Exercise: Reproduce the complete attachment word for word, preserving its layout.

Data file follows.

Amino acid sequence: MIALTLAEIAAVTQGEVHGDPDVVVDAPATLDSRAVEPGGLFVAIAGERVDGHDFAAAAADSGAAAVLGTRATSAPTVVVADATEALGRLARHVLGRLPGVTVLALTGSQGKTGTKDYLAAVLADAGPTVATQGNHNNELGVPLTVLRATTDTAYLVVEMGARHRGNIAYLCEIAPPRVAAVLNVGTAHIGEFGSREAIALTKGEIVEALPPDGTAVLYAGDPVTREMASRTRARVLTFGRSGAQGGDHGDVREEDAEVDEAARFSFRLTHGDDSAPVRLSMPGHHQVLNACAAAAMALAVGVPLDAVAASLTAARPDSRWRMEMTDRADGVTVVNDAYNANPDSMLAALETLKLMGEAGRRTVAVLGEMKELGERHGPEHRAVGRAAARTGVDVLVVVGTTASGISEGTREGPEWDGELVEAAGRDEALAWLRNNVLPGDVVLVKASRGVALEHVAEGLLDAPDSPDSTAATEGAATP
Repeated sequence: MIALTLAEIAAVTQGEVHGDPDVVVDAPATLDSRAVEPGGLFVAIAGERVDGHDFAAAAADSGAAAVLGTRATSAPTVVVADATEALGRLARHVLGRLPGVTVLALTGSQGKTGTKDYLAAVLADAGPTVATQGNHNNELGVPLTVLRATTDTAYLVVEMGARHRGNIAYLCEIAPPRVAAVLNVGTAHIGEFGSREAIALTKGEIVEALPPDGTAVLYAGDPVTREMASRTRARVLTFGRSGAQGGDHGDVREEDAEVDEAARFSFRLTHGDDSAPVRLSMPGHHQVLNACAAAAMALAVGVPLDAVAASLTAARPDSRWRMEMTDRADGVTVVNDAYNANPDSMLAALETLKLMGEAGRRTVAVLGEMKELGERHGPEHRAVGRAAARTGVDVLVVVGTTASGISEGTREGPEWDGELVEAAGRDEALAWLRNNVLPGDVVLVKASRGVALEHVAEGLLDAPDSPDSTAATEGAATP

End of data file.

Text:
Amino acid sequence: MIALTLAEIAAVTQGEVHGDPDVVVDAPATLDSRAVEPGGLFVAIAGERVDGHDFAAAAADSGAAAVLGTRATSAPTVVVADATEALGRLARHVLGRLPGVTVLALTGSQGKTGTKDYLAAVLADAGPTVATQGNHNNELGVPLTVLRATTDTAYLVVEMGARHRGNIAYLCEIAPPRVAAVLNVGTAHIGEFGSREAIALTKGEIVEALPPDGTAVLYAGDPVTREMASRTRARVLTFGRSGAQGGDHGDVREEDAEVDEAARFSFRLTHGDDSAPVRLSMPGHHQVLNACAAAAMALAVGVPLDAVAASLTAARPDSRWRMEMTDRADGVTVVNDAYNANPDSMLAALETLKLMGEAGRRTVAVLGEMKELGERHGPEHRAVGRAAARTGVDVLVVVGTTASGISEGTREGPEWDGELVEAAGRDEALAWLRNNVLPGDVVLVKASRGVALEHVAEGLLDAPDSPDSTAATEGAATP
Repeated sequence: MIALTLAEIAAVTQGEVHGDPDVVVDAPATLDSRAVEPGGLFVAIAGERVDGHDFAAAAADSGAAAVLGTRATSAPTVVVADATEALGRLARHVLGRLPGVTVLALTGSQGKTGTKDYLAAVLADAGPTVATQGNHNNELGVPLTVLRATTDTAYLVVEMGARHRGNIAYLCEIAPPRVAAVLNVGTAHIGEFGSREAIALTKGEIVEALPPDGTAVLYAGDPVTREMASRTRARVLTFGRSGAQGGDHGDVREEDAEVDEAARFSFRLTHGDDSAPVRLSMPGHHQVLNACAAAAMALAVGVPLDAVAASLTAARPDSRWRMEMTDRADGVTVVNDAYNANPDSMLAALETLKLMGEAGRRTVAVLGEMKELGERHGPEHRAVGRAAARTGVDVLVVVGTTASGISEGTREGPEWDGELVEAAGRDEALAWLRNNVLPGDVVLVKASRGVALEHVAEGLLDAPDSPDSTAATEGAATP